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I was hoping someone could help me with the above question (give an isomorphism between the linear spaces $U\times V$ and $L(U,V)$. I have a hunch that I should work with the bases of U and V but the exact method is unclear to me. I just need to see it worked out completely once so I can proceed with the rest of my questions. Thank you.

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What if $U=V=\mathbb{R}$ for instance? –  1015 Feb 14 '13 at 14:57
3  
I guess you mean $\otimes$ rather than $\times$ (since otherwise it is not true). Also, I suppose these are finite dimensional spaces? –  Tobias Kildetoft Feb 14 '13 at 14:57
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A good thing is to introduce the intermediate space $U^* \otimes V$. –  Damien L Feb 14 '13 at 14:58

1 Answer 1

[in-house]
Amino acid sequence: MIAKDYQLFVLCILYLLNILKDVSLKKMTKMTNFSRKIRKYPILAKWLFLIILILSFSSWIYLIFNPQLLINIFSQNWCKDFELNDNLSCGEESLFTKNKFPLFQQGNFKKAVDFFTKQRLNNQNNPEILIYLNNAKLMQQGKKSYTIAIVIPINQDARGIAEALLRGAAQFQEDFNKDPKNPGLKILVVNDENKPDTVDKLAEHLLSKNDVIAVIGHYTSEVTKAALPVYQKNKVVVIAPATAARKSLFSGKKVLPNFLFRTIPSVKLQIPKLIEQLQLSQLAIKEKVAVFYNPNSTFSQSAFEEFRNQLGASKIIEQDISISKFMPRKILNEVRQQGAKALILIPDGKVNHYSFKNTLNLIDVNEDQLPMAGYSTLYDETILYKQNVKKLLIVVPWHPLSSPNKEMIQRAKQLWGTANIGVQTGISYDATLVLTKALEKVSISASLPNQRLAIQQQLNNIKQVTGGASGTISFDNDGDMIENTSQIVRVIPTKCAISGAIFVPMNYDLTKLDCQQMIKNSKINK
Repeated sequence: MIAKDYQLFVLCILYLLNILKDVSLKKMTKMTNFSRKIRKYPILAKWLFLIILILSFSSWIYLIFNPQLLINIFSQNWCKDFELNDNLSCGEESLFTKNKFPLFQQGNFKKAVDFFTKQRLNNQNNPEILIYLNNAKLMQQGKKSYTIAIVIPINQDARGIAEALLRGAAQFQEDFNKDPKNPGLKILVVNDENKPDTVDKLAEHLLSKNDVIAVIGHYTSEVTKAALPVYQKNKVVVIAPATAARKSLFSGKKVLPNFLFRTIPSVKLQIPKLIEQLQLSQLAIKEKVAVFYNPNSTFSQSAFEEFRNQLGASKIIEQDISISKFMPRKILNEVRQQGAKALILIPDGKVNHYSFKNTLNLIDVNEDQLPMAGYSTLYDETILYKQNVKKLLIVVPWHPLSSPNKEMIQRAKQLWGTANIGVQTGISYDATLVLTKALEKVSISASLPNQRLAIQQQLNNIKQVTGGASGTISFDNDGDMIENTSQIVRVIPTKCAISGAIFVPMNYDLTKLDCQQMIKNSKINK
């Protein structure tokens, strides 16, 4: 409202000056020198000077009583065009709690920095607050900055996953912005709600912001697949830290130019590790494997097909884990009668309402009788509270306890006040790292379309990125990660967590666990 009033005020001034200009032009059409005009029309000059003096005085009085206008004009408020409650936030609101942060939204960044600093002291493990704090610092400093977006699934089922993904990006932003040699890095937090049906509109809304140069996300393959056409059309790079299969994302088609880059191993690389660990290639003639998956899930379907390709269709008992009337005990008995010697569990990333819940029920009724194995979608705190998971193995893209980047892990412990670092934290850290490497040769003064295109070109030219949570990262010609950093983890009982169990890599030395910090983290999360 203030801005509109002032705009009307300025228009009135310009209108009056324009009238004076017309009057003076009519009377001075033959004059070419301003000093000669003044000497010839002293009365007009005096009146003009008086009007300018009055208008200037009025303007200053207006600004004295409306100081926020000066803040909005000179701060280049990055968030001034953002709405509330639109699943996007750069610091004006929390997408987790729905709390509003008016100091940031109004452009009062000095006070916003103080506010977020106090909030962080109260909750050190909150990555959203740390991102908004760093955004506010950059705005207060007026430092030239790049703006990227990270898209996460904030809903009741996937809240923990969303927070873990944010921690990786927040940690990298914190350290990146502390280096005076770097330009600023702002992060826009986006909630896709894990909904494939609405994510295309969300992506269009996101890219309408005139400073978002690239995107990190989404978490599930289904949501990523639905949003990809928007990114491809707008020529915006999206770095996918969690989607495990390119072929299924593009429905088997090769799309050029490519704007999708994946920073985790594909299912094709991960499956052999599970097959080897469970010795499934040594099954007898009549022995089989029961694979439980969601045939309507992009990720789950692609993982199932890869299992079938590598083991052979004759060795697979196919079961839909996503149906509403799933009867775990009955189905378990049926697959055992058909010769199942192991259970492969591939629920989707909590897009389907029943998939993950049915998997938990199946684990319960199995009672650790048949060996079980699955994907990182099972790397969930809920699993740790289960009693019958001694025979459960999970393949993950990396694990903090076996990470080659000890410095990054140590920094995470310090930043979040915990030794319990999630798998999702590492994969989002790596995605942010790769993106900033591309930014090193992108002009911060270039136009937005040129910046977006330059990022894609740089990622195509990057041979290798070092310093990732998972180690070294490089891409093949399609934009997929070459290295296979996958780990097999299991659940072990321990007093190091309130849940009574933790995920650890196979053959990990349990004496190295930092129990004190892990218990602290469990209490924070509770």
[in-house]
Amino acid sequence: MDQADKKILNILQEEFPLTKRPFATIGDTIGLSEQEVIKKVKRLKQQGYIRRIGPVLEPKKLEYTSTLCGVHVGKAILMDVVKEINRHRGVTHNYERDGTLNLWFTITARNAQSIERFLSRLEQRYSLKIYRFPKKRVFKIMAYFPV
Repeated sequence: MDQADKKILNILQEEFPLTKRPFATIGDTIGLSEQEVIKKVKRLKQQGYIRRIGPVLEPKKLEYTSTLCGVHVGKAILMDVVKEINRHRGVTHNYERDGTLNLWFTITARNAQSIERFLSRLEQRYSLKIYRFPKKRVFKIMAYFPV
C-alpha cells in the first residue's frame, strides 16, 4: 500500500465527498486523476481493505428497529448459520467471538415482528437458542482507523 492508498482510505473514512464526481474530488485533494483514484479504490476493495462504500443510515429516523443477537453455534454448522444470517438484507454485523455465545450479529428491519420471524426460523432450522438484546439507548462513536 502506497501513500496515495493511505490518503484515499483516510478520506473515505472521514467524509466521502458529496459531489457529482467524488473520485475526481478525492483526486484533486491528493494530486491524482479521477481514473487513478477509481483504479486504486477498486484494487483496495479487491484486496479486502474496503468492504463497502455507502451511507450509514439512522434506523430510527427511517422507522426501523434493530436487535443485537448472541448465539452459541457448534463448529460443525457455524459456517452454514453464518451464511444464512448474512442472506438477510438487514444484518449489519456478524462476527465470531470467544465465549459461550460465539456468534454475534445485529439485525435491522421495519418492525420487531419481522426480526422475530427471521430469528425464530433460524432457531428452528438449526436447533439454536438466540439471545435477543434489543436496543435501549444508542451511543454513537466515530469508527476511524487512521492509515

Assume that $U$ is finite dimensional. Also, as the comments say, it is about rather the tensor product $U\otimes V$ of the vector spaces, and not the cartesian one.

Fix a basis $u_1,..,u_n$ in $U$. Then $L(U,V)\cong V^n$ as the linear maps $f:U\to V$ are uniquely determined by the arbitrary values $f(u_1),..,f(u_n)\in V$.

On the other hand, $U\otimes V$ consists of finite (formal) sums $\sum_k x_k\otimes y_k$ where $x_k\in U,\, y_k\in V$. Now write each $x_k$ in the given basis, so it will get the form $\sum_{k=1}^n u_k\otimes v_k$ for some $v_k\in V$. You need that this latter sum is $0$ iff all $v_k=0$, that is, the elements of $U\otimes V$ can uniquely be expressed as $\sum_{k=1}^n u_k\otimes v_k$ for arbitrary $v_k\in V$'s. So, again it yields $U\otimes V\cong V^n$.

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